In a second memorandum to Plaintiff dated January 5, 2007, Garcia instructed him to decide whether to resign his position on the City Council by January 21, 2007. The memorandum advised Plaintiff that failure to respond would result in "further action by this agency, up to and including removal from your position." Ex. 1 to Compl.

One week later, Ramirez filed suit in this Court, alleging that the 2006-2008*fn1 Orders violated his First Amendment rights to engage in political speech and to associate. Ramirez also alleges that this violation of his First Amendment rights was "arbitrary, capricious, an abuse of discretion, not in accordance with law, and contrary to a constitutional right, power, privilege or immunity" under the APA, 5 U.S.C. § 706(2)(A)-(B).

A short time later, Ramirez filed a formal complaint with the Office of Special Counsel ("OSC"), pursuant to 5 U.S.C. § 2302(b) of the CSRA. The OSC dismissed Ramirez's complaint because it concluded that no personnel action had been taken by CBP at that point, and that CBP's threatened action against Ramirez was insufficient to warrant further inquiry. Letter from the U.S. Office of Special Counsel to Robert Shriver, Feb. 22, 2007, Pls.' Reply on Mot. for Preliminary Injunction [Dkt. No. 5], Ex. 2.

Following the expiration of Ramirez's 2006-2008 City Council term, he was re-elected for another two-year term commencing in May 2008. In response to Ramirez's request for CBP's authorization for this term, the Acting DFO issued a memorandum denying him permission to serve on the City Council ("2008-2010 Order"). Ramirez subsequently amended his Complaint to add a challenge to the 2008-2010 Order. 2d Am. Compl. ¶ 3. On May 1, 2008, Defendants filed the present Motion to Dismiss on the grounds that Ramirez cannot establish this Court's subject matter jurisdiction over his claims under Federal Rule of Civil Procedure 12(b)(1).

II. Standard of Review

Under Rule 12(b)(1), the plaintiff bears the burden of proving by a preponderance of the evidence that the Court has subject matter jurisdiction to hear her case. See Jones v. Exec. Office of President, 167 F. Supp. 2d 10, 13 (D.D.C. 2001). In reviewing a motion to dismiss for lack of subject matter jurisdiction, the Court must accept as true all of the factual allegations set forth in the Complaint; however, such allegations "will bear closer scrutiny in resolving a 12(b)(1) motion than in resolving a 12(b)(6) motion for failure to state a claim." Wilbur v. CIA, 273 F. Supp. 2d 119, 122 (D.D.C. 2003) (citations and quotations omitted). The Court may consider matters outside the pleadings. See Herbert v. Nat'l Acad. of Sciences, 974 F.2d 192, 197 (D.C. Cir. 1992). The Court may also rest its decision on the Court's own resolution of disputed facts. Id.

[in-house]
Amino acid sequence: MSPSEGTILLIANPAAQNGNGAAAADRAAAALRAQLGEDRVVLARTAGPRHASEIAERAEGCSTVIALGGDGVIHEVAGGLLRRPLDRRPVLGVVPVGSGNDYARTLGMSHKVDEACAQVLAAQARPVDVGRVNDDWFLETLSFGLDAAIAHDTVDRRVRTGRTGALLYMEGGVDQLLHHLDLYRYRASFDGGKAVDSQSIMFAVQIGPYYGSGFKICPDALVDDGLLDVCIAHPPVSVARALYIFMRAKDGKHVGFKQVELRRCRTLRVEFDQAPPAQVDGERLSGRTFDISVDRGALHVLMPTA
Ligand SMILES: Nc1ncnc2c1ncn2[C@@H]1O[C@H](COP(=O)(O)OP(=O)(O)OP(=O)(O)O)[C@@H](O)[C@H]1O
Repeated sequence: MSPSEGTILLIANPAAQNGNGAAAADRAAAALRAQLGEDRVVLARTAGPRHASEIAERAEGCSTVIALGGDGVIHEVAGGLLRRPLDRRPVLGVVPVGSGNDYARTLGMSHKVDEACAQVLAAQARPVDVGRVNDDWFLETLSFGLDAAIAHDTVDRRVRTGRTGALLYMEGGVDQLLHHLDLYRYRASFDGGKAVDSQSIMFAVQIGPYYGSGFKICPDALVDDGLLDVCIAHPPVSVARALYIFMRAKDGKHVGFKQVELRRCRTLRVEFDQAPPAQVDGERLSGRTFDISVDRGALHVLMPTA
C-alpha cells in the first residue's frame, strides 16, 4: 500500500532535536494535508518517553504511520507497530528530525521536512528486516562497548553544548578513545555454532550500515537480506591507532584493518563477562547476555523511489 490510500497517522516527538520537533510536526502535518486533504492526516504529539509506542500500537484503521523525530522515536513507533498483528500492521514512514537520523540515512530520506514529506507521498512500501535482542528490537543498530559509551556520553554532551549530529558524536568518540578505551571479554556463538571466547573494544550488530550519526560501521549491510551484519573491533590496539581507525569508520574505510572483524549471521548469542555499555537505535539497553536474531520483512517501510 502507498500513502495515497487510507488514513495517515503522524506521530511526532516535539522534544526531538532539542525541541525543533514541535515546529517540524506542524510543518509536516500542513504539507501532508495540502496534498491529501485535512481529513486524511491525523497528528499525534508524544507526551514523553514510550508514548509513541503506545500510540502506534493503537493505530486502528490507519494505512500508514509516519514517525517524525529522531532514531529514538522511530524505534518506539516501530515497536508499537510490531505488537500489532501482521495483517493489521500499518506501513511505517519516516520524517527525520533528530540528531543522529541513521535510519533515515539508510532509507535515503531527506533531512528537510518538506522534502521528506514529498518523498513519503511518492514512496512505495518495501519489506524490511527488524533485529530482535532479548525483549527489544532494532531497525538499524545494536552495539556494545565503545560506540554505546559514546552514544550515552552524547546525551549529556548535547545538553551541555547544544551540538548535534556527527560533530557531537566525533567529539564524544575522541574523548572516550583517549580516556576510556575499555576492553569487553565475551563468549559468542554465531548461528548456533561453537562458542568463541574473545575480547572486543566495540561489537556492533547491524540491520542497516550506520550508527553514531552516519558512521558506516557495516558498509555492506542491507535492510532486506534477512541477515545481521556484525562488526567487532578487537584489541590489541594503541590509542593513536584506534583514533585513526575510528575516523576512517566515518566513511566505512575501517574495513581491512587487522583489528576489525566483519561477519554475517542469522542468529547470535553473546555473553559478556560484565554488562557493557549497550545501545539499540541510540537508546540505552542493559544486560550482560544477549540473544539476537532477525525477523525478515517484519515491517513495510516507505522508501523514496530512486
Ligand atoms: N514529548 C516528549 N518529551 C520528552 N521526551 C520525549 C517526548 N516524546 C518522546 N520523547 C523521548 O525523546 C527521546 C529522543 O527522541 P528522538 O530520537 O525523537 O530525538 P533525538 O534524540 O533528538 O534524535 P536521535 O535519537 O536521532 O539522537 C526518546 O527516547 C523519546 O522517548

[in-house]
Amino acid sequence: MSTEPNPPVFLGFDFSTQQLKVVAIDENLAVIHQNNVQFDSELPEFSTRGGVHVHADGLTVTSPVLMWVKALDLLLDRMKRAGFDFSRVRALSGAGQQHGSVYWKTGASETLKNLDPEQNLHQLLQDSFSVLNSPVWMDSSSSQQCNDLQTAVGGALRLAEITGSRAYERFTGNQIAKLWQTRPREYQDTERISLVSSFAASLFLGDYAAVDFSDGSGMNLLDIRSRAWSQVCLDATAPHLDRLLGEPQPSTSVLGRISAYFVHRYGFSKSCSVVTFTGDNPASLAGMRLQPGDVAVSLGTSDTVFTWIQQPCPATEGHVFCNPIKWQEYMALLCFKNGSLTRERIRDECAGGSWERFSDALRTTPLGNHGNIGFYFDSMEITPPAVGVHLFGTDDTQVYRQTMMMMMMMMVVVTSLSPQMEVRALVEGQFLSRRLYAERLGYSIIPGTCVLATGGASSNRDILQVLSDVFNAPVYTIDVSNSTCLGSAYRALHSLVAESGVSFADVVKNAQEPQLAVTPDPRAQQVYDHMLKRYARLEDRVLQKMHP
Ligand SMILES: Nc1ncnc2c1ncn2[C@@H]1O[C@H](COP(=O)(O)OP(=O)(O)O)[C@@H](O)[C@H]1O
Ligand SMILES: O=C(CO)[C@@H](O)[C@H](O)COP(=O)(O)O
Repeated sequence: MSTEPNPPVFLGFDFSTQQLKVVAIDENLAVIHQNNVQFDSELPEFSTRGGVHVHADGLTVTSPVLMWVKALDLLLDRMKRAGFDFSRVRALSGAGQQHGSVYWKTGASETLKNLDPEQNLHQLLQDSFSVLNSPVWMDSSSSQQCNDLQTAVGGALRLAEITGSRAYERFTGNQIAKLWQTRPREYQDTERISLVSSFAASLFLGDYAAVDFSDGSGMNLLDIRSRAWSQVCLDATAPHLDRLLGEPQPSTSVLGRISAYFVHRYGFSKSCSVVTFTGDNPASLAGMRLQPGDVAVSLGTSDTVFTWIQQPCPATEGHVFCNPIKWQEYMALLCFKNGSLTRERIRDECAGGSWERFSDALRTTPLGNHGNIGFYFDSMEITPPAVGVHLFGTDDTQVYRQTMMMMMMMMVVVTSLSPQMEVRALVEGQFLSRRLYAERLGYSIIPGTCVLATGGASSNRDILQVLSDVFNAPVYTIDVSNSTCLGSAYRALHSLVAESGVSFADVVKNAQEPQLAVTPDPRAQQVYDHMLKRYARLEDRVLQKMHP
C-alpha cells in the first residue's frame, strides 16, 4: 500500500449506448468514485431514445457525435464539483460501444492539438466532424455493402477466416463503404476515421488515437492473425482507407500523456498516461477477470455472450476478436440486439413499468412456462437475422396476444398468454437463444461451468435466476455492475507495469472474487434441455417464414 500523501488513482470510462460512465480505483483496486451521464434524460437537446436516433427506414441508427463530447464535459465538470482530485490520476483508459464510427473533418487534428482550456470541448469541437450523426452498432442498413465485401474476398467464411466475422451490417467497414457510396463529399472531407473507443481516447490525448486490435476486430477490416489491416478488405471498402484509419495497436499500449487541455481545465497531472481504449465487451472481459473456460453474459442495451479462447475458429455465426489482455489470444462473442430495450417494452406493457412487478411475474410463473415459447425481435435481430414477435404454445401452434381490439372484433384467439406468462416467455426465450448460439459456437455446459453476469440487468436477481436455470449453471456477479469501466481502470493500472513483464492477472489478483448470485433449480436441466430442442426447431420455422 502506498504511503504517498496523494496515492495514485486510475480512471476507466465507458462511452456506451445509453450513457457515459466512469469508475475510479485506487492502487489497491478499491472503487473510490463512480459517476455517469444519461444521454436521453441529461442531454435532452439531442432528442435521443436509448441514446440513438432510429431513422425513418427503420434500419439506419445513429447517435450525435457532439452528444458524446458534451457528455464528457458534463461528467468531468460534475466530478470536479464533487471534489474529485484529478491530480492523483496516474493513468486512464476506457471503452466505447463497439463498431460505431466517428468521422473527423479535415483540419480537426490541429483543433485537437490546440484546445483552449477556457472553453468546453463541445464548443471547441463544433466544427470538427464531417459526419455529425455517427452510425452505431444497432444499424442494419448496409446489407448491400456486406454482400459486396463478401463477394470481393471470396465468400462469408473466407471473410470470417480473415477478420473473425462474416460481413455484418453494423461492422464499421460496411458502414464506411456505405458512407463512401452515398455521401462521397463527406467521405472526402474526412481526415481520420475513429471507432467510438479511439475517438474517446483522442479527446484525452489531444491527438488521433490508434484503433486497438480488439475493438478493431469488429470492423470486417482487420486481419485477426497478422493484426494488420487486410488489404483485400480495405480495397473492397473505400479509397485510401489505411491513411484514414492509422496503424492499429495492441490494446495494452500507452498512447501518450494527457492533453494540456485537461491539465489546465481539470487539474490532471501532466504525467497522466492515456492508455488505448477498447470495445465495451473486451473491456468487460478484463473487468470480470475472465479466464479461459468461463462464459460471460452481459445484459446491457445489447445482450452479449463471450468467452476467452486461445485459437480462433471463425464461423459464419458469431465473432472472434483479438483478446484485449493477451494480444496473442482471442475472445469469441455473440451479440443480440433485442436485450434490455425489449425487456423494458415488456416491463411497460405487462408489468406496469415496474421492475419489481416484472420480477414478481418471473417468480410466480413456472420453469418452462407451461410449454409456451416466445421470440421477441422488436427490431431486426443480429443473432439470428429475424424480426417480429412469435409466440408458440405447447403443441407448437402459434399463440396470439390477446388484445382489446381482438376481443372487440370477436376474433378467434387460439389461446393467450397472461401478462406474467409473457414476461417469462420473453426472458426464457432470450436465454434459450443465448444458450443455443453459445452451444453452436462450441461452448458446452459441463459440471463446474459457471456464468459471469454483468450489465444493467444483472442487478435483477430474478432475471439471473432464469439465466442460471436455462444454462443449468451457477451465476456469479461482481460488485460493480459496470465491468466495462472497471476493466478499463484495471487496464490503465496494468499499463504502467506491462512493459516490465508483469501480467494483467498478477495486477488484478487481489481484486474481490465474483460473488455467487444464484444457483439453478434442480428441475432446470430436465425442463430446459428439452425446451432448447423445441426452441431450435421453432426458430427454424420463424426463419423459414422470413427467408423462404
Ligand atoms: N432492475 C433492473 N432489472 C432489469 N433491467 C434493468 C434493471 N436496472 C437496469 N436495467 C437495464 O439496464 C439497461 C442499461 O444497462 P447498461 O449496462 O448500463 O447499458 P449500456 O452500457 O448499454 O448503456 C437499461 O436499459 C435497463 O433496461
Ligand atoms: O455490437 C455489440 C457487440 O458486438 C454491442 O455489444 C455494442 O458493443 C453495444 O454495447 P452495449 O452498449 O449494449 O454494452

III. Analysis

In their Motion to Dismiss, Defendants argue that Ramirez has failed to establish subject matter jurisdiction for three reasons. First, they claim that § 7121(a) of the CSRA precludes federal court jurisdiction over Plaintiff's APA claim. Second, Defendants argue that § 7121(a) requires Ramirez to exhaust the negotiated grievance procedure established in the parties' collective bargaining agreement before bringing his constitutional claim in federal court.*fn2 Third, Defendants argue that Ramirez's claims challenging the 2006-2008 Orders are moot, as the period of time they ...